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365 Days in Horse Country – Checking Your Saddle’s Fit

Blog by Michael Stuart Webb | November 23rd, 2013

365 Days in Horse Country – Checking Your Saddle’s Fit



We would all like to think that our horses enjoy being ridden.  This is more likely to be true if your horse is wearing a saddle that properly fits him.

Some horses are very expressive about their discomfort, going so far as to buck their riders off if the saddles they are wearing are pinching them or creating some other kind of discomfort.  Other horses are stoic creatures and give no clue that the saddles they are wearing cause them pain.

Just because your horse hasn’t thrown you or become incapacitated doesn’t mean that his saddle fits him properly.  Spend some time giving your saddle fit the once over just to be sure your horse isn’t suffering.

To do a basic check on your English saddle, follow these guidelines:

  • Put the saddle on the horse without a saddle pad and tighten the girth.
  • Have a helper sit in the saddle.
  • Keeping your hand flat, slid your fingers underneath the pommel.  Your fingers should fit comfortably between the horse and saddle.  You should be able to fit at least three fingers between the withers and the arch below the pommel.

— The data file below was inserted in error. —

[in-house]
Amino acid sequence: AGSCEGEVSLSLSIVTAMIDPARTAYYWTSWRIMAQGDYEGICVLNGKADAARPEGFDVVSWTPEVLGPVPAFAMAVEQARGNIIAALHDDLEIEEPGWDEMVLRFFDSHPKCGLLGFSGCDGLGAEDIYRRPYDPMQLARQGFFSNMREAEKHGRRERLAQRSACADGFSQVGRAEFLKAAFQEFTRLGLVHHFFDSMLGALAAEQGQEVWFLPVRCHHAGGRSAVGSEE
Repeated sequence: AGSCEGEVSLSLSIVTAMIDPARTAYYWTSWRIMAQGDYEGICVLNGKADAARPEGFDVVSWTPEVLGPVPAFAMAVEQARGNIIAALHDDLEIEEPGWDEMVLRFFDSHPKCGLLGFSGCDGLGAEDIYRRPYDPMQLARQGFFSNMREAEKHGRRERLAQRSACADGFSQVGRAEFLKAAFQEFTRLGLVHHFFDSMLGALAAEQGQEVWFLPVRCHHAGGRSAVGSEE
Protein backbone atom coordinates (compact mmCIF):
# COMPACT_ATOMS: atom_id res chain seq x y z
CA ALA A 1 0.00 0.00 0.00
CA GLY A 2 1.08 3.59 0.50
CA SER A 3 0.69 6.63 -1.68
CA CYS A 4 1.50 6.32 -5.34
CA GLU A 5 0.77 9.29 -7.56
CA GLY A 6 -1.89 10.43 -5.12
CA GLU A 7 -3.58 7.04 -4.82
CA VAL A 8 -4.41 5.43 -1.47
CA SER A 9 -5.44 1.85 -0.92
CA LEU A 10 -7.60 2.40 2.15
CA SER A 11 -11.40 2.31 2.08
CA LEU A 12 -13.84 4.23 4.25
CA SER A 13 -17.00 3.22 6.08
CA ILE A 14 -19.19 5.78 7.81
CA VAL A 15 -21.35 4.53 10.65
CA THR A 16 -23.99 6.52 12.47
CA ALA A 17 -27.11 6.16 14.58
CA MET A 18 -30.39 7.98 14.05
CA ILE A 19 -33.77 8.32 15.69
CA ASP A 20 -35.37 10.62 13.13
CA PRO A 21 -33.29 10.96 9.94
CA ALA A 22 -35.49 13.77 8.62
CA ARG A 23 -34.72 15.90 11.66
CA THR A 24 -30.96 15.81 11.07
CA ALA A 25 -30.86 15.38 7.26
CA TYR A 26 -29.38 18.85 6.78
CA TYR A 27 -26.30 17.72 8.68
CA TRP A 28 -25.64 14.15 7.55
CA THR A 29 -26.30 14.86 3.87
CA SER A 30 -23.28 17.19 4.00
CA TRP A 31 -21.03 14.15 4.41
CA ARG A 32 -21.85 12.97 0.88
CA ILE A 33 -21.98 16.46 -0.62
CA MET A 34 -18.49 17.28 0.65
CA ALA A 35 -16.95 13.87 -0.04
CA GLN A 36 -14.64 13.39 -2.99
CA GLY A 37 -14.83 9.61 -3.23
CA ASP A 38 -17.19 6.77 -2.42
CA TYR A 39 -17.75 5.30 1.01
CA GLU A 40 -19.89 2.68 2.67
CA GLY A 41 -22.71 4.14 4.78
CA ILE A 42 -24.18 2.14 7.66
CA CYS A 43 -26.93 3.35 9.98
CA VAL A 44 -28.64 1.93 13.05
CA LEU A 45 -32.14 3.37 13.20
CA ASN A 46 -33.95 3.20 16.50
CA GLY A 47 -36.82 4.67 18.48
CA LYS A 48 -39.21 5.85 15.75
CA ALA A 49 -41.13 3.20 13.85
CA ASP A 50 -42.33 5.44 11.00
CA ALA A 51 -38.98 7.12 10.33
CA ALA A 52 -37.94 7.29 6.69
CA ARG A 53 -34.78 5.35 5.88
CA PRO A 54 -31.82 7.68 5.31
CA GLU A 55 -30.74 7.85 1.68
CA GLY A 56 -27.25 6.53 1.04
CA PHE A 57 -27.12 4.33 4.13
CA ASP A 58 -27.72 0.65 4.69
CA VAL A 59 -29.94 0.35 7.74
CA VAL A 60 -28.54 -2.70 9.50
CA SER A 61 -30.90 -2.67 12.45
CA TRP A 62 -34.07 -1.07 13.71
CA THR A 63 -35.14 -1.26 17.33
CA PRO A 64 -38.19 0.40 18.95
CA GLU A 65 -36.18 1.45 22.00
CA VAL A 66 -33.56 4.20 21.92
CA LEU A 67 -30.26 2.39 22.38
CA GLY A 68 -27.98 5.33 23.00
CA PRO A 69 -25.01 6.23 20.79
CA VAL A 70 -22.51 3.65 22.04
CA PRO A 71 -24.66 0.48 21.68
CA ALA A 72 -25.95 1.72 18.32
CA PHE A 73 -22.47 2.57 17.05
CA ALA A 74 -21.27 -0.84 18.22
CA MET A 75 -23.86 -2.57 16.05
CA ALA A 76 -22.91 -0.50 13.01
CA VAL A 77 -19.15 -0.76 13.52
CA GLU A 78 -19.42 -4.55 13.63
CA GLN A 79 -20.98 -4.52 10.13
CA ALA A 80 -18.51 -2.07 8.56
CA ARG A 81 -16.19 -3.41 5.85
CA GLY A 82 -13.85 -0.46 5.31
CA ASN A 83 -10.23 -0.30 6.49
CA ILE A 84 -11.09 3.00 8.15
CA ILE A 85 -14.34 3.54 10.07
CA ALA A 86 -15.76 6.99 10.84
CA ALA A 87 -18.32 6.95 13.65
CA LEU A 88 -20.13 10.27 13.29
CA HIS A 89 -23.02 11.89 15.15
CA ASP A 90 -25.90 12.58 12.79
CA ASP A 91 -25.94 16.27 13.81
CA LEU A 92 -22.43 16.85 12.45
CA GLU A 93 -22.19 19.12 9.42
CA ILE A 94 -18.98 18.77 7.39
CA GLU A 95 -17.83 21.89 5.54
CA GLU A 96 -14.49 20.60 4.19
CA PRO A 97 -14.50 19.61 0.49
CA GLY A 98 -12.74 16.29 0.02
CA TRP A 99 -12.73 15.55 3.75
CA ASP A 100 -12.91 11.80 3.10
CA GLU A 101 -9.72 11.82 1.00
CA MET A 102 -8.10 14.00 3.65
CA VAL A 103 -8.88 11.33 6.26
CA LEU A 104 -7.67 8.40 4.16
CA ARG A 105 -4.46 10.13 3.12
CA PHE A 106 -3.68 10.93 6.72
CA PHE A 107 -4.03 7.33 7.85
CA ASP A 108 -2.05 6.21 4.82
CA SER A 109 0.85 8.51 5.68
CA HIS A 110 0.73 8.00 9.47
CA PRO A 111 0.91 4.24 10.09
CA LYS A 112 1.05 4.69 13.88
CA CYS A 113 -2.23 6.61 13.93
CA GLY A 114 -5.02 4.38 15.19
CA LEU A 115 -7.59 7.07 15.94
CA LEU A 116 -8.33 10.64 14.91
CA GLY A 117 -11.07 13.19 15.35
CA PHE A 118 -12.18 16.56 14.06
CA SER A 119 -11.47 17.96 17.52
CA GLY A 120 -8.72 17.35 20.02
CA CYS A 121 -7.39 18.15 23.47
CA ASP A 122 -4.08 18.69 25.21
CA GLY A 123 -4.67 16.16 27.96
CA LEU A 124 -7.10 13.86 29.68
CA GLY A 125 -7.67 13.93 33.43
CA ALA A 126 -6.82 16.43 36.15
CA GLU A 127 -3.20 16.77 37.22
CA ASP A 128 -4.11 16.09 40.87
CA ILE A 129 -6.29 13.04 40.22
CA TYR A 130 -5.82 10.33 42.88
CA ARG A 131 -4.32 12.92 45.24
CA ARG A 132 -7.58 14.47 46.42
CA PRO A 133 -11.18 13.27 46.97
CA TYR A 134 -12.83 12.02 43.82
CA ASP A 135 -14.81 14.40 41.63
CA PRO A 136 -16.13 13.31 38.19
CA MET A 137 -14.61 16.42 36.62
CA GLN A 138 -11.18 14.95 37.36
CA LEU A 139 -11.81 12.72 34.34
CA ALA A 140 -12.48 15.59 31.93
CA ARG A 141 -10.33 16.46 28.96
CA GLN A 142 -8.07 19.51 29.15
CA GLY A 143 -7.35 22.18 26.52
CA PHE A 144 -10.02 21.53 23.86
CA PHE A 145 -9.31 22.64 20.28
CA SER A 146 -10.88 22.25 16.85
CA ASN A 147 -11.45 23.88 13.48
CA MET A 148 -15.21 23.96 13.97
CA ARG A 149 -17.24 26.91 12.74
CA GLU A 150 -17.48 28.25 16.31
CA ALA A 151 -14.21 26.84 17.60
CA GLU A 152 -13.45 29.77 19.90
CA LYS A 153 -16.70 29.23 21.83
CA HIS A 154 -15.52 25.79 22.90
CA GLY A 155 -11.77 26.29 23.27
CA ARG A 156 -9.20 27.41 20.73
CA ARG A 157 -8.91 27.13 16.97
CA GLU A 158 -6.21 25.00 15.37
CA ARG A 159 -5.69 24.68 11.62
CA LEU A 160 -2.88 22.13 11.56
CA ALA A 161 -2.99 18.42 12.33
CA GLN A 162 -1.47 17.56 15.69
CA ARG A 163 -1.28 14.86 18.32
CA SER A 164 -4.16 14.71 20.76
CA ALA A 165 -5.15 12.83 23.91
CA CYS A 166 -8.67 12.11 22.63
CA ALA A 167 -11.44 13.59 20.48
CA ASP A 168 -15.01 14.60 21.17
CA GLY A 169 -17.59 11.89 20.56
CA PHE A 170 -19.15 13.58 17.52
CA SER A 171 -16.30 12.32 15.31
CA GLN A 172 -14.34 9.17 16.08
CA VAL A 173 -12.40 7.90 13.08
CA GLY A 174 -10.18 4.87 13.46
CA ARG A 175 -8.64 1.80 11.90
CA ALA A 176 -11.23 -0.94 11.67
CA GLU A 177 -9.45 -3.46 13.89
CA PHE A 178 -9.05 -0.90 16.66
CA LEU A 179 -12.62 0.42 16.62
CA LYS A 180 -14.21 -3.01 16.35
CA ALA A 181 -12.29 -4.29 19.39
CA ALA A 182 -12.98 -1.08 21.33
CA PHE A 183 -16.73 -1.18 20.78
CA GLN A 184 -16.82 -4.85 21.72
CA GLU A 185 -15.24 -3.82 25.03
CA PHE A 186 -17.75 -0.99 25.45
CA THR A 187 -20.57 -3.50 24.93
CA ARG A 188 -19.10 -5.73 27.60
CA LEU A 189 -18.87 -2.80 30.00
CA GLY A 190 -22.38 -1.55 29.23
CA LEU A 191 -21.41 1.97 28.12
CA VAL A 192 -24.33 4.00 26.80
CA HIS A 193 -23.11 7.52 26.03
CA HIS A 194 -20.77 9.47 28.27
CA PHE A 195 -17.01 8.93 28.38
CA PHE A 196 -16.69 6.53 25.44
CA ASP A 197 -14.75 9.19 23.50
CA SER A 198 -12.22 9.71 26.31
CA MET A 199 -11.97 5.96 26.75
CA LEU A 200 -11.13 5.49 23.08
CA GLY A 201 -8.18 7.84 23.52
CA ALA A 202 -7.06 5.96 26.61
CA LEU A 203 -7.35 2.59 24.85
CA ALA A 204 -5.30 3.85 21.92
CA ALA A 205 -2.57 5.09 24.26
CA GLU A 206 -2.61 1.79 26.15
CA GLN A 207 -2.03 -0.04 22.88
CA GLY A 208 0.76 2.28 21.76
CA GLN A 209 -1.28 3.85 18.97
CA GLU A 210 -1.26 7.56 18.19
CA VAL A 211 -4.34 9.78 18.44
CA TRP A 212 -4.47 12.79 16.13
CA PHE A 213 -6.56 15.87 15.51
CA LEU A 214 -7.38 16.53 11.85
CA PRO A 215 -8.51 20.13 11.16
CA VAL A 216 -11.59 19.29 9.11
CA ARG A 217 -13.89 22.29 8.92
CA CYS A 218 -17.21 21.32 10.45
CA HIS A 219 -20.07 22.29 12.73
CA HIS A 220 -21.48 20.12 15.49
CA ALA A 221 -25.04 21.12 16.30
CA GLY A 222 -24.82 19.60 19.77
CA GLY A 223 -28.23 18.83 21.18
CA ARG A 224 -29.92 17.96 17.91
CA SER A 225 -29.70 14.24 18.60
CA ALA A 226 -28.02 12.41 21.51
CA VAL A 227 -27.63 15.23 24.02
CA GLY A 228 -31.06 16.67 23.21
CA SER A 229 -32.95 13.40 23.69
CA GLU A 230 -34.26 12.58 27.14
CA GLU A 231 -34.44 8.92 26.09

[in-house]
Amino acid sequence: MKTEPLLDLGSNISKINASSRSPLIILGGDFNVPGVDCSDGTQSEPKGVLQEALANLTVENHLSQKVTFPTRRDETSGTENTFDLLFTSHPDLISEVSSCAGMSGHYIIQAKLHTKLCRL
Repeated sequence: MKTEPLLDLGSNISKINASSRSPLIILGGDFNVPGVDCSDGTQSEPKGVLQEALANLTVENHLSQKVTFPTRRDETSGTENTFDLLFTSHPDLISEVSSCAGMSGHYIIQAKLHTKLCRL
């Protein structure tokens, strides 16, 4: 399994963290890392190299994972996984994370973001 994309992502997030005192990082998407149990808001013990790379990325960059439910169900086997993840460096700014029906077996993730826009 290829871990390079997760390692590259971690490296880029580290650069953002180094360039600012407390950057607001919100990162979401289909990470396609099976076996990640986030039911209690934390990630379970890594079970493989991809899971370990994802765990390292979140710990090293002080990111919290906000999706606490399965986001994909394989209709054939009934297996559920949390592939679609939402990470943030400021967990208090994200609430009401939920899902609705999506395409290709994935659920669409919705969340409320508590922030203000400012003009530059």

• Put your fingers in between the top of the horse’s shoulder blade and the pommel.  Have someone lift the horse’s left foreleg off the ground and pull it forward.  As the shoulder moves, make sure the saddle does not restrict the movement of the shoulder.  Do this on the other side of the horse as well.
  • Stand behind the horse.  Look through the saddle to see a tunnel of light.  If you don’t see light, the saddle is too tight.
  • Tor check the length of the saddle, check to see if the seat panel reaches past the main part of the back onto the loins.  If it does, it is too long for your horse.

To check your Western saddle, do the following:

  • Put the saddle on the horse’s back with a Western saddle pad underneath it.  Tighten the cinch so it is comfortable.
  • Have someone sit in the saddle with his or her feet in the stirrups.
  • Fit three fingers between the arch of the pommel and the horse’s withers.  If you can’t, the tree is too wide for your horse.
  • Make your hand flat and place your fingers between the saddle and the top of the horse’s shoulder.  If the fit is so tight that you can’t squeeze your fingers in, the tree is too narrow to your horse.